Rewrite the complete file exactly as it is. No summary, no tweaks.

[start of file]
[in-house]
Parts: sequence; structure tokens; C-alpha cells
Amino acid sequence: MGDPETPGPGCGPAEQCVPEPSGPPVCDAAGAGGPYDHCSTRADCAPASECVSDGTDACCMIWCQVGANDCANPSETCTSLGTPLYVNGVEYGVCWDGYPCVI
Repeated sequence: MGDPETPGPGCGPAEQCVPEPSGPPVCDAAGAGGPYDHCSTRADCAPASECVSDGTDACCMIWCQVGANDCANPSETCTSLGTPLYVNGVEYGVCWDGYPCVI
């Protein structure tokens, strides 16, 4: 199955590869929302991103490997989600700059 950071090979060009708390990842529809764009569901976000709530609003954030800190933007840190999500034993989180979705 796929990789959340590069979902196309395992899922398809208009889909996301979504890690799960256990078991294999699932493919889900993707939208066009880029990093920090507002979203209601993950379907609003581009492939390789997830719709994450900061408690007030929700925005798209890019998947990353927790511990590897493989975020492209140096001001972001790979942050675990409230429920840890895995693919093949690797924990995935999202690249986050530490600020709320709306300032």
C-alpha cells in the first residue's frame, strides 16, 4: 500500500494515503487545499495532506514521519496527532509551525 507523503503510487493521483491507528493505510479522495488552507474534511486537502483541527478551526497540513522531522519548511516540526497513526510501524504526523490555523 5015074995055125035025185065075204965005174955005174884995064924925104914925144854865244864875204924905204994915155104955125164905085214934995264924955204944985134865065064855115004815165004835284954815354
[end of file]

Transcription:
[in-house]
Parts: sequence; structure tokens; C-alpha cells
Amino acid sequence: MGDPETPGPGCGPAEQCVPEPSGPPVCDAAGAGGPYDHCSTRADCAPASECVSDGTDACCMIWCQVGANDCANPSETCTSLGTPLYVNGVEYGVCWDGYPCVI
Repeated sequence: MGDPETPGPGCGPAEQCVPEPSGPPVCDAAGAGGPYDHCSTRADCAPASECVSDGTDACCMIWCQVGANDCANPSETCTSLGTPLYVNGVEYGVCWDGYPCVI
């Protein structure tokens, strides 16, 4: 199955590869929302991103490997989600700059 950071090979060009708390990842529809764009569901976000709530609003954030800190933007840190999500034993989180979705 796929990789959340590069979902196309395992899922398809208009889909996301979504890690799960256990078991294999699932493919889900993707939208066009880029990093920090507002979203209601993950379907609003581009492939390789997830719709994450900061408690007030929700925005798209890019998947990353927790511990590897493989975020492209140096001001972001790979942050675990409230429920840890895995693919093949690797924990995935999202690249986050530490600020709320709306300032």
C-alpha cells in the first residue's frame, strides 16, 4: 500500500494515503487545499495532506514521519496527532509551525 507523503503510487493521483491507528493505510479522495488552507474534511486537502483541527478551526497540513522531522519548511516540526497513526510501524504526523490555523 5015074995055125035025185065075204965005174955005174884995064924925104914925144854865244864875204924905204994915155104955125164905085214934995264924955204944985134865065064855115004815165004835284954815354